Credit Report


To determine risk in providing credit based on a person’s debt-to-income ratio, repayment history, collateral, and negative indicators such as evictions, default judgments, foreclosures, repossessions or bankruptcy. These factors are calculated and given a numerical score by credit reporting companies.

Who uses credit scores?

While anyone with an interest in your fiscal responsibility may ask permission to run a credit check, they are typically required by:

  • Lending Institutions, including mortgage companies and credit card providers
  • Insurance companies
  • Landlords
  • Employers

 What information is provided?

Credit background checks don’t disclose your personal credit score. They do, however, disclose

·   Unsecured commercial debt

·  Payment history

·   Bankruptcies

·   Tax liens

·  Civil judgments

·   Charge-off sent to collections

·   Recent credit inquiries

·  Foreclosures

·   Evictions


Who oversees these reports?

The Federal Trade Commission (FTC) oversees the Fair Credit Reporting Act (FCRA). Because of the consumer protection rights granted under the FCRA:

  • Your written permission is required for a valid credit check
  • You must be informed if the results of the credit report may have negative consequences, such as loss of employment opportunities

How can I access these reports?

You have several options to obtain your personal credit report.

  1. Each of the 3 nationwide credit reporting companies is required to provide one free annual copy of your credit report upon request. To secure a copy, you can order one online, or call 1-877-322-8228.
  2. You can order a copy of your report directly from a credit reporting company at any time (Some fees may apply)
  3. You can research and choose to do business with an online, third-party credit tracking website
  4. Whenever you experience a negative impact based on the results of your credit check, the issuing company is required to send a written notice that includes a copy of the report used to make the decision, plus a copy of “A Summary of Your Rights Under the Fair Credit Reporting Act.”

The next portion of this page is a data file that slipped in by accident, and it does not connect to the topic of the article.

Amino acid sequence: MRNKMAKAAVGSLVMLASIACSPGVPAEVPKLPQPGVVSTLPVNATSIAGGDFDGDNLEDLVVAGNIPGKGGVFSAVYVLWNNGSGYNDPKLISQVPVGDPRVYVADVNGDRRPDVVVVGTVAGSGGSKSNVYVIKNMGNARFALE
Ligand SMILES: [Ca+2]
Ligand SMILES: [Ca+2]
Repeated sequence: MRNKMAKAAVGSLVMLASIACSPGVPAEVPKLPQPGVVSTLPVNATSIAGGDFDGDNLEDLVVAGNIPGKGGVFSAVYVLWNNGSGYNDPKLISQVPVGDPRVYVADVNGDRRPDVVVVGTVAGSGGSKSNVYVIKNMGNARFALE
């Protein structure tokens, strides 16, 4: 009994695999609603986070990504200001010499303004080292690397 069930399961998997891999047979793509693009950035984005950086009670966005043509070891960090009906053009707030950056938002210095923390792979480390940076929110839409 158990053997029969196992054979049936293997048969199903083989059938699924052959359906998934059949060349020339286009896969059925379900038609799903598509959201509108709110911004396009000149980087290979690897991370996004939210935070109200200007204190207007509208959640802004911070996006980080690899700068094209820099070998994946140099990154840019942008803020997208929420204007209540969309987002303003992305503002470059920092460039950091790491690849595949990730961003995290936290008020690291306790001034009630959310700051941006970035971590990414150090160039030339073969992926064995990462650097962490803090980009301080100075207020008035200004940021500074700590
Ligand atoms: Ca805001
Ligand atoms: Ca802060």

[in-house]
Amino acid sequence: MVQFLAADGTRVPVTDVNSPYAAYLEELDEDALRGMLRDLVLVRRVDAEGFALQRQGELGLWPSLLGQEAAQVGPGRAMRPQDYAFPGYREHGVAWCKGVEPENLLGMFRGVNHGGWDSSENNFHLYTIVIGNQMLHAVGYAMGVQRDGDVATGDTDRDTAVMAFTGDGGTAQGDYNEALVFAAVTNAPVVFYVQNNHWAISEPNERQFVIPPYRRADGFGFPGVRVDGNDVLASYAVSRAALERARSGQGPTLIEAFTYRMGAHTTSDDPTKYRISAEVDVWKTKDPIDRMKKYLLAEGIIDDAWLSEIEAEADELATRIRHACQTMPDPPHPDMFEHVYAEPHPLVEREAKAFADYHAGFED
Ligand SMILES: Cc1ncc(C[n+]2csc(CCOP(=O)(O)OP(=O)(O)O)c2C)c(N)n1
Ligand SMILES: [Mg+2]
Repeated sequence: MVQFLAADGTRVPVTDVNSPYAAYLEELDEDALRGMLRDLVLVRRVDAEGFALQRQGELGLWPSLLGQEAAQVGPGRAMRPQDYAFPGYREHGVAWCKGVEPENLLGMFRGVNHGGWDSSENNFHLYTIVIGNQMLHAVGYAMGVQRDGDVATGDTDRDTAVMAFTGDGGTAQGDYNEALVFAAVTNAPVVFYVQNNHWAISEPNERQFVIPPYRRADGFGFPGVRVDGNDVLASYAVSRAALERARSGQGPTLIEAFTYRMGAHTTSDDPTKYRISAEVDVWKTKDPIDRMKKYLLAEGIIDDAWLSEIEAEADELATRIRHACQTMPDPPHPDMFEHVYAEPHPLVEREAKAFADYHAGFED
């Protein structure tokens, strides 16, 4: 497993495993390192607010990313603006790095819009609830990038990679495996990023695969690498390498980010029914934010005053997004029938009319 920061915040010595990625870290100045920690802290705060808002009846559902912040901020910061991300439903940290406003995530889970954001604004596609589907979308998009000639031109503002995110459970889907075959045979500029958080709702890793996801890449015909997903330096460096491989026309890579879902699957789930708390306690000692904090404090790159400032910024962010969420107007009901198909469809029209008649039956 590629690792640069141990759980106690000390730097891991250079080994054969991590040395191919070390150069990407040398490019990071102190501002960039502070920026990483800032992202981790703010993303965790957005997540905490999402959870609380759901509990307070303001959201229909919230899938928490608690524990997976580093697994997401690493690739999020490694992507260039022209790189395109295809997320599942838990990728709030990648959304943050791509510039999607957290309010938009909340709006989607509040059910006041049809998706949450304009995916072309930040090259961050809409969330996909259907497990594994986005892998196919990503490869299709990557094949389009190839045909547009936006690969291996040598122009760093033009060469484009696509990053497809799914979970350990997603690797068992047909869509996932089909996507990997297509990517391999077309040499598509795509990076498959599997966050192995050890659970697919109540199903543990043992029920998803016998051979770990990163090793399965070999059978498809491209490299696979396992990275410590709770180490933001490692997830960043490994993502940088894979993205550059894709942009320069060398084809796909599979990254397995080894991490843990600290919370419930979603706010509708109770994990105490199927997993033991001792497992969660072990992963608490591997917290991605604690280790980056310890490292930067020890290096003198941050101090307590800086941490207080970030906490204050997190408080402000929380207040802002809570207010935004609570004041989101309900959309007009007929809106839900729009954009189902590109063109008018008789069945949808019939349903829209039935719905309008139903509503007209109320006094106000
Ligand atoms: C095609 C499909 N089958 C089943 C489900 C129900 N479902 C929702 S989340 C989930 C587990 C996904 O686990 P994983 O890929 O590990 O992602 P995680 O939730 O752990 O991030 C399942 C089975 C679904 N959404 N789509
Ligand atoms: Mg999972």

How do I dispute an error?

You have a couple of options if you need to dispute information in your credit report.

  1. Take the dispute to the credit reporting company
  2. Take the dispute directly to the company reporting the debt

In either case, your goal is to convince the company that they have made a mistake. So you want your correspondence to be

  • Include exact dates, amounts and any identifying codes or numbers to pinpoint the disputed transaction
  • Forward copies of all relevant information to back up your dispute (keep originals whenever possible)
  • By law, your dispute must be addressed within 30 days of receipt. If you send hard copies, use certified mail options and ask for a return receipt. You can also turn on the return receipt option for emails, in order to prove that your document was opened.

No matter which option you choose, the company reporting the debt is the one who has to investigate your claim. Then either they or the credit reporting agency you contacted will send you a written response to your concern.

If the company finds in your favor requiring a change in your credit report, you must be given a free copy showing your updated information. The credit reporting company must also share this amended record with all three nationwide credit reporting companies so they can update your file.

In the event that the credit reporting agency does not find in your favor, you still have the right to include a statement of the dispute in both your file and all future reports. For a fee, you can also ask the credit reporting company to forward a copy of the disputed statement to anyone who has recently requested your credit report.


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